What we learned from Comey statement

Former FBI director JAmes Comey is set to testify before congress in less than 12 hours.

Wednesday afternoon, former FBI Director James Comey released his prepared opening statement ahead of his hearing in front of the Senate Intelligence Community. 

The full statement can be viewed here.

University of Texas history professor Jeremi Suri discussed Comey's statement and what people could expect from Thursday's testimony. 

"What does surprise me is the degree to which Trump was recklessly willing to cross the line between what would be information gathering and actively trying to manipulate a law enforcement operation," Suri explained. 

He listed his three biggest takeaways from the seven-page document: 

  1. Comey reported having nine one-on-one conversations with President Trump, compared to only two with President Obama
  2. Trump's request for loyalty from Comey
  3. Comey's sharing of his conversations with President Trump to fellow FBI officials

Another key issue that caught Suri's attention - Trump's plea to Comey to "let this go," in regards to an investigation into former National Security Advisor Michael Flynn. 

"It's a big no-no not just for presidents of the United States, but for leaders of corporations also," Suri said. 

He discussed the strategy behind Comey choosing to release his opening statement ahead of the testimony.

"He wants to frame the discussion going into (Thursday), and he wants the discussion to focus on the issues that he thinks are the issues that should be discussed, which are the issues in his prepared statement," Suri said. 

Suri does not believe Comey will discuss details of any ongoing investigations, he added that he has greater leeway in what he can discuss compared to current officials. 

"I do think he will speak to the details of not just his interactions with Trump, but his perceptions, his judgments. He's now free as a citizen to voice his judgments," explained Suri. 

While Comey will be at the center of attention, Suri said people will also likely be focusing on those asking the questions. 

"That's the interesting thing about hearings.  It's not just the testimony of Comey that's being watched, it's also how the senators act. What do they think is their appropriate behavior?  If they look blase, like they don't care, that might not the right image for them on TV," said Suri.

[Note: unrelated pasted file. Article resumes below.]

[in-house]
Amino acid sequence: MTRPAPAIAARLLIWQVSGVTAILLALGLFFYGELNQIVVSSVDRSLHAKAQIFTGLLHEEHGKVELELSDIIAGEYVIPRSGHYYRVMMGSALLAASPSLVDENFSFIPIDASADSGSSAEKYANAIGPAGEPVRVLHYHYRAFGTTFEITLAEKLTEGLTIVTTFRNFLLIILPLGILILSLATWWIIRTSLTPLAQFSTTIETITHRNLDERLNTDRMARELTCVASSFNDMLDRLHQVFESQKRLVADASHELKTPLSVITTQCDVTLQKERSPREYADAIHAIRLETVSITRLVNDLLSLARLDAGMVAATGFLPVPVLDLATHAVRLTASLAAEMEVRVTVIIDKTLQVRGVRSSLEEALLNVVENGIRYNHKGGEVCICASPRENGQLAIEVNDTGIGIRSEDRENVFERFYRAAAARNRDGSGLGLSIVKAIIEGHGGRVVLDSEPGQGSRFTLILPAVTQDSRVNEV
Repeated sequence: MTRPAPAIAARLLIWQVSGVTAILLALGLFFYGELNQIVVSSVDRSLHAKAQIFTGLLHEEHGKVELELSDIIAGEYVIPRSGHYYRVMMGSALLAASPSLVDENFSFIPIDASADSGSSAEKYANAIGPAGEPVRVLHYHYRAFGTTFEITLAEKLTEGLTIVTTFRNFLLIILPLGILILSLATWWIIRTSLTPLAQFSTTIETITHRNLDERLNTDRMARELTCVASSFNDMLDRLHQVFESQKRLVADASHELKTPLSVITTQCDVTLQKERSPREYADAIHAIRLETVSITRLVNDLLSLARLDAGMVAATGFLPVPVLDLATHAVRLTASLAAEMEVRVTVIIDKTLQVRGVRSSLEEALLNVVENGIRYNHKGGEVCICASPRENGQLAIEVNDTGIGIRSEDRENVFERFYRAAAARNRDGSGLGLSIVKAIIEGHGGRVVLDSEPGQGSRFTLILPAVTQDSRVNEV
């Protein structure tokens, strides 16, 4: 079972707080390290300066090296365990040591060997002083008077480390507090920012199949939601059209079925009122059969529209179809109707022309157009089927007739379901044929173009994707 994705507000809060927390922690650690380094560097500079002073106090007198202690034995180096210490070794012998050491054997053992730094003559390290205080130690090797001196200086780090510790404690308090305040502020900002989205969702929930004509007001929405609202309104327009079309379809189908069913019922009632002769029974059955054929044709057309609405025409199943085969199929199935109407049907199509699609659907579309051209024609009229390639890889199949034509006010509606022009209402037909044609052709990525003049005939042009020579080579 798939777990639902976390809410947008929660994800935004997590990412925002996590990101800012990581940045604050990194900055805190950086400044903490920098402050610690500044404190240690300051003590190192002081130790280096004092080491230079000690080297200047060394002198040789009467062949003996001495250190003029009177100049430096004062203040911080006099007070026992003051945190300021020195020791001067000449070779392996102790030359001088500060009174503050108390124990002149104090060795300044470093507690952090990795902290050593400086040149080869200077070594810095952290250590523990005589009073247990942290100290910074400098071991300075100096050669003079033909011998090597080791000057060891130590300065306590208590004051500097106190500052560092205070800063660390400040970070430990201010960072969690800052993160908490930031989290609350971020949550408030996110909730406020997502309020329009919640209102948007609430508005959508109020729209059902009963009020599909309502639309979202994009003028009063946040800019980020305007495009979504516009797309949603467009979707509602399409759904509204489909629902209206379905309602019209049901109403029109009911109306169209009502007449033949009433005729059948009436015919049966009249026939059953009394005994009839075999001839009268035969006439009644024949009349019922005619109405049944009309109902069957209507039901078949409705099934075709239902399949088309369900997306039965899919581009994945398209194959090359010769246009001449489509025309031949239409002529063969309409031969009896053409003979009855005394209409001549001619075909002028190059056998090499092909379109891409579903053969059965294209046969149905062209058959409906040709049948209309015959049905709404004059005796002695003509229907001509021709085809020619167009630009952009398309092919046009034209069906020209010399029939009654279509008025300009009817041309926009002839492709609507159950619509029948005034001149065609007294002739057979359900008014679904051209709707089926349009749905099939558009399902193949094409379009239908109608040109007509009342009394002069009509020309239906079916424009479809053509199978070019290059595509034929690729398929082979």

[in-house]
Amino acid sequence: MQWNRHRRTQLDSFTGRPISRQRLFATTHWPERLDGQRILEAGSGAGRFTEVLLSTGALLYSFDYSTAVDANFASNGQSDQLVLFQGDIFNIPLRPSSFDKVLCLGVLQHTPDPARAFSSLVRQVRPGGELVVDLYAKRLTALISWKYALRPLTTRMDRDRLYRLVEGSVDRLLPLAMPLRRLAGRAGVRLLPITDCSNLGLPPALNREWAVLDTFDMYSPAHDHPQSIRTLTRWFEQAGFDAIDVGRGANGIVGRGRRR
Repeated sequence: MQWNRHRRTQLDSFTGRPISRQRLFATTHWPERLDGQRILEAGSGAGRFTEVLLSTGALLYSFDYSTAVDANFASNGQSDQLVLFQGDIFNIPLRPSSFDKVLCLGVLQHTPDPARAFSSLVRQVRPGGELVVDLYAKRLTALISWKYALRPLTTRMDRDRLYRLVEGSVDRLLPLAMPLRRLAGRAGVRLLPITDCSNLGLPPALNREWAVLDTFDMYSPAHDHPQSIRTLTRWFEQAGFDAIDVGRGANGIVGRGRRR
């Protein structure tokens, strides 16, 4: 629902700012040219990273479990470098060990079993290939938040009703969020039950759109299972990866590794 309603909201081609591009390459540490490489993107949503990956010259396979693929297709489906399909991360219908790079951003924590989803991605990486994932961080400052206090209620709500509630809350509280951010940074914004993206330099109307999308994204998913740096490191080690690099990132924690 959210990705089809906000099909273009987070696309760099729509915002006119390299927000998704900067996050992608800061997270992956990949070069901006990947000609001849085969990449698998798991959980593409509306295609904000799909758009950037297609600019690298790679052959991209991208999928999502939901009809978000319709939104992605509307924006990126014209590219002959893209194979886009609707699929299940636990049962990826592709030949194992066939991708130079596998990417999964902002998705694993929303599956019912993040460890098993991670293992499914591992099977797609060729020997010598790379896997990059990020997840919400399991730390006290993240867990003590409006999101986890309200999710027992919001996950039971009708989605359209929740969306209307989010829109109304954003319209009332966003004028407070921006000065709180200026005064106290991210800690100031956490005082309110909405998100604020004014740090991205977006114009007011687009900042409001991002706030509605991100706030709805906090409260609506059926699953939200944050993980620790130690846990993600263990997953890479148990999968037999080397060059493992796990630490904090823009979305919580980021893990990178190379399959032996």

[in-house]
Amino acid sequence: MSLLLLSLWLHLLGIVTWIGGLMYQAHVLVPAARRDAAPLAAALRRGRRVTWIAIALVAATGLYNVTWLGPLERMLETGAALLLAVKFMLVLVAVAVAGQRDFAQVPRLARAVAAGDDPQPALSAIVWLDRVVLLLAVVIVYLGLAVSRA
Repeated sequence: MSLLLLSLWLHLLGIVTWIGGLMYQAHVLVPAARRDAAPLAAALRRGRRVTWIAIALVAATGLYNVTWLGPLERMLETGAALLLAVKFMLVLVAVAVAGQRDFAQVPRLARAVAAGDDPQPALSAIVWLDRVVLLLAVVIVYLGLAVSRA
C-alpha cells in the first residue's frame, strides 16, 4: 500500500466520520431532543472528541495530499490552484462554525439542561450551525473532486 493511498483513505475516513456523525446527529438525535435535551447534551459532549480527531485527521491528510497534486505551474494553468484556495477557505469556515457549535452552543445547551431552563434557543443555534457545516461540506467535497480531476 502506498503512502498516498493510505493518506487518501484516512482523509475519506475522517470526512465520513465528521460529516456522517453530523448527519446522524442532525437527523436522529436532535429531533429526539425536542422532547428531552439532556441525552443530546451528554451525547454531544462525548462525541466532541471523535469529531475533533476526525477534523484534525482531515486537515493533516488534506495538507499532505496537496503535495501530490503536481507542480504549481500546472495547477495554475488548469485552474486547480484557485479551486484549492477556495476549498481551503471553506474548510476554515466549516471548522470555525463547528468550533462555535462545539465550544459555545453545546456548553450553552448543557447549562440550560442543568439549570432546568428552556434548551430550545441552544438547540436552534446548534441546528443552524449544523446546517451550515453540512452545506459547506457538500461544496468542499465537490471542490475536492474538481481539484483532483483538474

The document details Comey's conversations and meetings with Trump, with Suri pointing out a greater emphasis on Trump's relationship with Flynn than the ongoing probe into possible Russian interference in the 2016 campaign. 

"I think the opening statement was not the full nightmare that Trump might have feared. Trump does not say in there that the Russians controlled the Trump campaign.  He does not actually comment on Russian behavior yet, (although) he might on (Thursday)," said Suri.

A key focus of Comey's testimony will be if any of his claims could constitute "obstruction of justice."

University of Texas law professor H.W. Perry Jr. explained what's necessary to prove such a charge. 

"That's where I go back to this intent. What was the intent? To prove that it's a crime, (it) becomes very important, and proving intent is always really hard," Perry Jr. explained. 

Like "obstruction of justice," the baseline for impeachment can be murky. 

"What's impeachable and what can make someone be convicted - is in the eyes of the beholder, which is in the hands of Congress," Perry Jr. said. 

Another point of contention - the line between unethical and illegal behavior. 

"It's hard to understand when the lack of what people believe is ethical behavior, will lead them to make a judgment of what is an impeachable offense, and what is an offense you can be convicted for in the Senate," said Perry Jr, who further described the judgment of impeachment and conviction as a "political judgment."

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